The two new proposals, however, envision the creation of a new authority explicitly designed to duplicate the NSA program’s core capabilities without bulk collection. Phone companies would be required to rapidly and continuously provide records for suspicious numbers and their direct contacts (yielding numbers two “hops” from the initial suspect) in a consistent format, presumably to aid quick cross-referencing of records between different carriers. Under Obama’s plan, the FISC would approve each request before it is sent to the phone companies. The HPSCI proposal, sponsored by Reps. Mike Rogers (R-MI) and Dutch Ruppersberger (D-MD), would instead have the court pre-approve general procedures and criteria for designating numbers as suspicious, then review each specific request after the fact to confirm that the government has evidence for its suspicions.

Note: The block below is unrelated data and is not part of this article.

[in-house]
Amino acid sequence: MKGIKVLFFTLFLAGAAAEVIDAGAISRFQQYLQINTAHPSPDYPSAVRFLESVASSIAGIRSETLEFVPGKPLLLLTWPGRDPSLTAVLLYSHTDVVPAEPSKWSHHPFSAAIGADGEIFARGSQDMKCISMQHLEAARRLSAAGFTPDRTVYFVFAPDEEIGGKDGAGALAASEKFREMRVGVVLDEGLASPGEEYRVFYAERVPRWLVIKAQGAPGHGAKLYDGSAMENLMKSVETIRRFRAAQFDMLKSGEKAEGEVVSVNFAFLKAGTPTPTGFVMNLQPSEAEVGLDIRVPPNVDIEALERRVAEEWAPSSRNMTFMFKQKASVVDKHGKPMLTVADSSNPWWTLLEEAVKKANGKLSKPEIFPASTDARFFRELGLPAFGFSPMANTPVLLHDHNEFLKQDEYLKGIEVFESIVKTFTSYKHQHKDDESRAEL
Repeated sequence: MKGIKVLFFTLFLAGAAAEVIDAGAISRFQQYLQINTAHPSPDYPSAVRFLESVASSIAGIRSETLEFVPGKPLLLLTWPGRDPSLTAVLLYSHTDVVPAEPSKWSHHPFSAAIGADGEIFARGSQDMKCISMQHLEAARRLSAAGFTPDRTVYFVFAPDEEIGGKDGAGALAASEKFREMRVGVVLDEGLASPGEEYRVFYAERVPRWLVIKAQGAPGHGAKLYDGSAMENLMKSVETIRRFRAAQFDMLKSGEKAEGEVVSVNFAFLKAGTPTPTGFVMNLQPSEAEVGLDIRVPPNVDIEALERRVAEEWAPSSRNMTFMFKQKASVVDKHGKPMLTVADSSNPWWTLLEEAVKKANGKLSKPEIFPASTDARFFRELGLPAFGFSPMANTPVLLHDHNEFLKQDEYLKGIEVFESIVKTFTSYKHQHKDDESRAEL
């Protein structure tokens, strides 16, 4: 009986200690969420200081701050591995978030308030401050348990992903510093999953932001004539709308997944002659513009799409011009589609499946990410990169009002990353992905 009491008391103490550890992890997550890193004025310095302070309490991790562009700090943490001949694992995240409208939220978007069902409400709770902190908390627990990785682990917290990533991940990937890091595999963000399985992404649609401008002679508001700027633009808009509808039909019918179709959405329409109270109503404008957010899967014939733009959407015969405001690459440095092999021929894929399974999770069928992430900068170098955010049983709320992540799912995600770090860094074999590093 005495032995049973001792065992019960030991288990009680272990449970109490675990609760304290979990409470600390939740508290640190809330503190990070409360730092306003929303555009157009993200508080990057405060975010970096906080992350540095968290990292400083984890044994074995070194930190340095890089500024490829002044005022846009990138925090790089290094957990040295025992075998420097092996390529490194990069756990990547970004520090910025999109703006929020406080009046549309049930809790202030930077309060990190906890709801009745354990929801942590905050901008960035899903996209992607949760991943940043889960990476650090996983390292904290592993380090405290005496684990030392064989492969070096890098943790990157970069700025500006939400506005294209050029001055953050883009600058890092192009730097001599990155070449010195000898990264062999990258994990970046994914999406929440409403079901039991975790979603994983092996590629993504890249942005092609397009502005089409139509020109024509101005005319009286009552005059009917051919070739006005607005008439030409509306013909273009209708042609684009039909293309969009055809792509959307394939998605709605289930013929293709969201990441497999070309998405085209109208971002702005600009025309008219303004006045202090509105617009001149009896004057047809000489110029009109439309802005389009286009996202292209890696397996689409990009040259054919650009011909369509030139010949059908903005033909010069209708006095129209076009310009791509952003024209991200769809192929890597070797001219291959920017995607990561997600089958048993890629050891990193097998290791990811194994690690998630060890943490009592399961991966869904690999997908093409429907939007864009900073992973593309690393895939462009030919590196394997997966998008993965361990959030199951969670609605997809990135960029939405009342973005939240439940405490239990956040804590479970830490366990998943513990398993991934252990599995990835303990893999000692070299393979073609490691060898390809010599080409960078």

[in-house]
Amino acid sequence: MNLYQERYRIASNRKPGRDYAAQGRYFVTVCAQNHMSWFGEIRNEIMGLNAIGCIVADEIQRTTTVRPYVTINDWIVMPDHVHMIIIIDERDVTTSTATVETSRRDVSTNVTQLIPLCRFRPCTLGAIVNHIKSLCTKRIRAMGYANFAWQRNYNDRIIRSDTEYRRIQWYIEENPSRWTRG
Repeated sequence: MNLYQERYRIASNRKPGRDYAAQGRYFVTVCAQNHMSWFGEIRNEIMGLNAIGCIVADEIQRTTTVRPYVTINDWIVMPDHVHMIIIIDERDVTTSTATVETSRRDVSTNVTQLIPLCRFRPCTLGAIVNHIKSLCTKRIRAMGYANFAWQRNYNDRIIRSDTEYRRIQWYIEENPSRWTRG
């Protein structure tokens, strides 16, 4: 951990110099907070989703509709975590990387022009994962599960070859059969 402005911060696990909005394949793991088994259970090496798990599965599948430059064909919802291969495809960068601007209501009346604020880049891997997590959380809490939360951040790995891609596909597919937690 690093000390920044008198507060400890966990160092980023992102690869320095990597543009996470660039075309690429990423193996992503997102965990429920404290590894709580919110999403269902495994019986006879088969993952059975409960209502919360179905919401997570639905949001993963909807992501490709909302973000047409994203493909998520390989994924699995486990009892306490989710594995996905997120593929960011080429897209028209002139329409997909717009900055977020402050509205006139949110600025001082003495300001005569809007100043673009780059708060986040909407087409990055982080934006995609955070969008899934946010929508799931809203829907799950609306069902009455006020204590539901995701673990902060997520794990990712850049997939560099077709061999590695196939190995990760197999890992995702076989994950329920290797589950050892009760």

Yet neither proposal truly attacks the underlying legal basis for the program: A secret opinion by the FISC, which held that the authority under Section 215 of the Patriot Act, which empowers the government to demand business records “relevant to an authorized investigation,” could be used to seize entire vast databases, concerning millions of innocent people, in order to sift through them for a tiny fraction of truly “relevant” records. The HPSCI bill at least seems to prohibit such bulk collection of all telecommunications records—along with a few other sensitive categories of data, such as medical, library, or educational files. Press reports suggest that the White House plan applies only to phone logs, leaving open the possibility that the government could revive its strained “relevance” theory to seize other private information—such as credit card bills—in bulk.